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lb_worm wrote:
What version of Samba are you using? Samba access has changed with the move to 3.x

I'm using the original samba 2.2.8 (I haven't update to 3 yet, I heard it's a resource hog).

dc2447 wrote:
I wouldn't use samba and dav on the same shares. DAV is excellent but it isn't a distributed file system.


Yeah, I know. As I stated in a previous post, samba and dav should not have access to the shares mainly for two reason:
1) DAV (unlike Samba, ftp, etc.) does not read/write files as a login *nix user, but rather the user the as the webservers user; though technically, webDAV is what does this. It is possibly to write a DAV server that can read/write to the linux file system as login *nix users. But as I noted earlier, doing so is a hassle and a resource hog because of all the child dameons needed.

2) The other reason is the file locking. File locking is not imposed in DAV, it's left up to the client (i.e. frontpage) to use them. Also, the file locks are not done through the kernel processes, but rather through DAV server itself. For example, windows locks files when you open a file (not the executable opening the file), but here, DAV places the file locks, not the OS.

This being said, I know that using samba and dav really should be separate, but I'm trying to perform at decent work around until I can find a better method (i.e. ACLs perhaps). That is why I have setup samba and dav to write files to the shares in a manner that both samba and Apache can read/write to the shares (so basically take care of issue 1). Issue 2 is only becomes a serious issue when samba and Apache are reading/writing to the same file simultaneously. Though not ideal, this would occur rarely do to the manner in which my users use the Linkstation. Even still, I will attempt to create a fix here.

dc2447 wrote:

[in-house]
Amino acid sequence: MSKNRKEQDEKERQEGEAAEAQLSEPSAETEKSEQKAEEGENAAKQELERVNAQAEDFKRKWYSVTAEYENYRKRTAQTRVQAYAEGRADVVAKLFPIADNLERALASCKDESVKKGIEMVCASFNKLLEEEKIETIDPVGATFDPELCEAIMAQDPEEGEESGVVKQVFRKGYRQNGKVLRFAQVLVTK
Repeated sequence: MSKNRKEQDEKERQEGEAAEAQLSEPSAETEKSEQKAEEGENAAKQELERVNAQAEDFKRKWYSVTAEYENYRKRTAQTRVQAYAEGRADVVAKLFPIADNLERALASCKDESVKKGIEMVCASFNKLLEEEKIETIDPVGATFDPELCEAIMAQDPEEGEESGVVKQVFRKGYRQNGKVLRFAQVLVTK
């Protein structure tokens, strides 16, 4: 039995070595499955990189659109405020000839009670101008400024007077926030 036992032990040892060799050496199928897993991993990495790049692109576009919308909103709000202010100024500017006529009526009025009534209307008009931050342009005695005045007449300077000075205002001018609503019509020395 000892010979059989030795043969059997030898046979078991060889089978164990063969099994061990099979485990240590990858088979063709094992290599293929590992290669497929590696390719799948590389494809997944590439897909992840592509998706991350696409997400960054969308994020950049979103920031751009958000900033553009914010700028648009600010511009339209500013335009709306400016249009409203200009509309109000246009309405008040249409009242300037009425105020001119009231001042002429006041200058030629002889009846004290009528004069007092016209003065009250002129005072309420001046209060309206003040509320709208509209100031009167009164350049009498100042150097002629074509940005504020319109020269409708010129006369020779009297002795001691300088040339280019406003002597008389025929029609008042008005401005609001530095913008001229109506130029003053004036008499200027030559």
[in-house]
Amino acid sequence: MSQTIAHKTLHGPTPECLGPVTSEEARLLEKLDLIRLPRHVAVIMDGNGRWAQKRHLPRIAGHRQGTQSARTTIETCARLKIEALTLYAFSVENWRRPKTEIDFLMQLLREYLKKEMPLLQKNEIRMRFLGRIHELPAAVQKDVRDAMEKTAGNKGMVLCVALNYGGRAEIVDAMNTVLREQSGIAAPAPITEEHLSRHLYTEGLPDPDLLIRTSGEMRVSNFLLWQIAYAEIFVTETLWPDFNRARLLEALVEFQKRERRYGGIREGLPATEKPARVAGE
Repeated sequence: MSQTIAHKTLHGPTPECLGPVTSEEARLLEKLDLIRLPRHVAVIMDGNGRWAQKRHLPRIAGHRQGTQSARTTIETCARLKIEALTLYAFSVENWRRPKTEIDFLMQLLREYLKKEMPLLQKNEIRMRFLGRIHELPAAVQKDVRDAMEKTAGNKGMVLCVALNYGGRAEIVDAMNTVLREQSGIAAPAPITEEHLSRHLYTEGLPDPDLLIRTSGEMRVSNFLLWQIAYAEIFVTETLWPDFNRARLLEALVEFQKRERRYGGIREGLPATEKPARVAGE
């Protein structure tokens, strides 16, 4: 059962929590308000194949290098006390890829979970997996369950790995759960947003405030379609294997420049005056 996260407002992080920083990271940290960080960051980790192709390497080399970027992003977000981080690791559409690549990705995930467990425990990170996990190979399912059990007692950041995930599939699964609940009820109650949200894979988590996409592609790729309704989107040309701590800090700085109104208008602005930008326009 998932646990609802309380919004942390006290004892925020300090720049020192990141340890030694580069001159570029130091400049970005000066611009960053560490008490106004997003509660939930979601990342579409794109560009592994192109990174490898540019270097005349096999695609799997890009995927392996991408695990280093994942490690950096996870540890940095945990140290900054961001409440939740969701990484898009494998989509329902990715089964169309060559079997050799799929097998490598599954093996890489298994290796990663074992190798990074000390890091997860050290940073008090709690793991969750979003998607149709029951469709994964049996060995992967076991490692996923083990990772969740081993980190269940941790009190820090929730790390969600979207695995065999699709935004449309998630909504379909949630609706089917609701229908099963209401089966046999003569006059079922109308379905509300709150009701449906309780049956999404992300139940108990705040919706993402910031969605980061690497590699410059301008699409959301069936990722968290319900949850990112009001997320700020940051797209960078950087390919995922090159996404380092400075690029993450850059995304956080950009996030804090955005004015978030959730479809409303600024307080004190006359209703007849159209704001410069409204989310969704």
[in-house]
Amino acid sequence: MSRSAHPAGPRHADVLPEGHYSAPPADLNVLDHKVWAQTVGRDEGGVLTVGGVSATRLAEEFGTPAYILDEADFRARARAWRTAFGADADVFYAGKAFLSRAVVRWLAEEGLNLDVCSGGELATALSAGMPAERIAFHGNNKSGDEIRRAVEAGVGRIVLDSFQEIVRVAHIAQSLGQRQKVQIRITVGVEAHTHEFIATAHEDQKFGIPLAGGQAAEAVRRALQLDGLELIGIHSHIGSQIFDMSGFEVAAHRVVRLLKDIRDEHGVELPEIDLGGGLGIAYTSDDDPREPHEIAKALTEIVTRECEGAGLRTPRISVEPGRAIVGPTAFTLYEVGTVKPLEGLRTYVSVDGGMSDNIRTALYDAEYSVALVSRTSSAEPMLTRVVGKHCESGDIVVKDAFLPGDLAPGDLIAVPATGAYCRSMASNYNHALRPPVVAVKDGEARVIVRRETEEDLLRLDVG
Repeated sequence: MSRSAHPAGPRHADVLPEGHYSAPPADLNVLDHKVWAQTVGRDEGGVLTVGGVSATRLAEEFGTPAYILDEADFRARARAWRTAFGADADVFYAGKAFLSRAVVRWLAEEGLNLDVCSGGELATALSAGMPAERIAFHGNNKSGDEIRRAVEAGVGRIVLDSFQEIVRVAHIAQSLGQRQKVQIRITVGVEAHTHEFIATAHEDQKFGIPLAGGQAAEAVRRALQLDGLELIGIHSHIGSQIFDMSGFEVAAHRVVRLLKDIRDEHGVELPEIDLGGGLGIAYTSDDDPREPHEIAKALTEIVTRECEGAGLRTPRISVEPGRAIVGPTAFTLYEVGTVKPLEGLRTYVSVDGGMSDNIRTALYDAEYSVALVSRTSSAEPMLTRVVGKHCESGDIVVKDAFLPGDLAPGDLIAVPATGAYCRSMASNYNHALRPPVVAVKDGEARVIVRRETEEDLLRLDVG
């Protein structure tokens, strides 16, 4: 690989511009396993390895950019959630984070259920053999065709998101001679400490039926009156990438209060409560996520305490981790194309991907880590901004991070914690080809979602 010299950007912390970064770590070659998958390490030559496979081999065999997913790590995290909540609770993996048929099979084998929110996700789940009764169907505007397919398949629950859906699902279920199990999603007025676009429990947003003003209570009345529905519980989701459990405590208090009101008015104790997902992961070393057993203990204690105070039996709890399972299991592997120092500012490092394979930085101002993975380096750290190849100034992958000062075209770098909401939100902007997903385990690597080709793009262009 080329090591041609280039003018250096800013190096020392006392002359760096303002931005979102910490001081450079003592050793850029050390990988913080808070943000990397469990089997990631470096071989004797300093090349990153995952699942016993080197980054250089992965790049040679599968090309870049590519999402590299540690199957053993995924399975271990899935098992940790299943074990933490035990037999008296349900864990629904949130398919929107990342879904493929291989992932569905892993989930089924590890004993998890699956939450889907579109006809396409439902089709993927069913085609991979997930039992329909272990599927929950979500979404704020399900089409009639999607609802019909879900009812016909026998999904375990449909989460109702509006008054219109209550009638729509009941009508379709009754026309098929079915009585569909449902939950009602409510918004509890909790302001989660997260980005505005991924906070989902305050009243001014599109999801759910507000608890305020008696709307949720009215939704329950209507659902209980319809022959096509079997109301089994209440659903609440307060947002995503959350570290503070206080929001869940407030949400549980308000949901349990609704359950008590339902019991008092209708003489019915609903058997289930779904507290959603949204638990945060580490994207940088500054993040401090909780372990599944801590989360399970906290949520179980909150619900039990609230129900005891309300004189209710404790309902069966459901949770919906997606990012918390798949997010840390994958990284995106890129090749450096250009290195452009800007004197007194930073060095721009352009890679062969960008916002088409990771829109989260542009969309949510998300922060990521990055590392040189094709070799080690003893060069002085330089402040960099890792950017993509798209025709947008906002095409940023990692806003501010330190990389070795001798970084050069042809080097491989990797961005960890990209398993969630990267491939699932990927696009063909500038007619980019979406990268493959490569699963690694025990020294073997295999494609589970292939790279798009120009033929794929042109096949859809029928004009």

If there are many writes from samba then you could have issues


I believe I addressed the issues you were implying, but would you mind telling me specifically what you meant? Are there other problems that have not been addressed.

Thank you both for your comments and insite.

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PostPosted: Mon Oct 09, 2006 5:07 am 
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The later version of samba addresses the ACL issues but then you need kernel mods to for it to function properly.

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PostPosted: Mon Oct 09, 2006 3:20 pm 
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lb_worm wrote:
The later version of samba addresses the ACL issues but then you need kernel mods to for it to function properly.


That's interesting. I'll definitely have to look into this. One problem though is the "kernel mods". I don't think this can be easily done on the LS2's mips platform. I don't believe any here has done this successfully since no one has yet managed to compile a kernel for the LS2. This is sort of off topic, but a side-project of mine is trying to cross-compile the kernel for LS2 through on a x86 version of Linux. As you know, this is poses many issues and is very unreliable. I am waiting until I purchase another LS2 or an LS Pro (I'd do so once it's been successfully fully opened/hacked). I don't want to destroy my LS2 as I have a lot of Data on it.